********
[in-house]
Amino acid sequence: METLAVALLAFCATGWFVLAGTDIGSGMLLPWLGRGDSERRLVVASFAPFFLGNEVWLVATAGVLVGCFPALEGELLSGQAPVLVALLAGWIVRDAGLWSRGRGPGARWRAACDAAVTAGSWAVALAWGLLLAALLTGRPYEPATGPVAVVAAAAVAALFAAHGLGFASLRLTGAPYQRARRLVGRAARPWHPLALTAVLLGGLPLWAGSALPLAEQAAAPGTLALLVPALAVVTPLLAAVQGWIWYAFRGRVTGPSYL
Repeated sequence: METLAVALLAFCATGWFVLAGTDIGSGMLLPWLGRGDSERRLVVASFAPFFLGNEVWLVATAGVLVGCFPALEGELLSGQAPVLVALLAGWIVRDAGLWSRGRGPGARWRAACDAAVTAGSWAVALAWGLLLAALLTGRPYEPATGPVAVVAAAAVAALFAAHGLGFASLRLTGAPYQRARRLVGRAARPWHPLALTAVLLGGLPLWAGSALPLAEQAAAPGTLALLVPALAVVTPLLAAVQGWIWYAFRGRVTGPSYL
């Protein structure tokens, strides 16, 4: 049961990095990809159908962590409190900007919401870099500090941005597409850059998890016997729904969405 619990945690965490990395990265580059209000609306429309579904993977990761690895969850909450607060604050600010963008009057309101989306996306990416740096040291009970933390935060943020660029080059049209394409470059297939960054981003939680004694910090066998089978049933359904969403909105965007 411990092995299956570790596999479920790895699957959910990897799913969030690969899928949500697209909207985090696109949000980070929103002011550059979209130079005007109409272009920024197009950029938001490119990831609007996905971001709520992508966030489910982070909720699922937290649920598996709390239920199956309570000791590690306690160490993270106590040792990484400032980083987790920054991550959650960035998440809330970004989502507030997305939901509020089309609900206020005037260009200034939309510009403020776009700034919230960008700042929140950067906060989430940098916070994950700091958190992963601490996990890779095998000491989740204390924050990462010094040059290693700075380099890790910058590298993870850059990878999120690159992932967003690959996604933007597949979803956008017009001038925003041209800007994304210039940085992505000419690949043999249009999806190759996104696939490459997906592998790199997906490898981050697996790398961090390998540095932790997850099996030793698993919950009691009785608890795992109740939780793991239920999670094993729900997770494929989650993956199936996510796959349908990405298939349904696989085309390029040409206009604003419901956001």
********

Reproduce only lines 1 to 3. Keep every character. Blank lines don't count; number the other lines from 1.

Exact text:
[in-house]
Amino acid sequence: METLAVALLAFCATGWFVLAGTDIGSGMLLPWLGRGDSERRLVVASFAPFFLGNEVWLVATAGVLVGCFPALEGELLSGQAPVLVALLAGWIVRDAGLWSRGRGPGARWRAACDAAVTAGSWAVALAWGLLLAALLTGRPYEPATGPVAVVAAAAVAALFAAHGLGFASLRLTGAPYQRARRLVGRAARPWHPLALTAVLLGGLPLWAGSALPLAEQAAAPGTLALLVPALAVVTPLLAAVQGWIWYAFRGRVTGPSYL
Repeated sequence: METLAVALLAFCATGWFVLAGTDIGSGMLLPWLGRGDSERRLVVASFAPFFLGNEVWLVATAGVLVGCFPALEGELLSGQAPVLVALLAGWIVRDAGLWSRGRGPGARWRAACDAAVTAGSWAVALAWGLLLAALLTGRPYEPATGPVAVVAAAAVAALFAAHGLGFASLRLTGAPYQRARRLVGRAARPWHPLALTAVLLGGLPLWAGSALPLAEQAAAPGTLALLVPALAVVTPLLAAVQGWIWYAFRGRVTGPSYL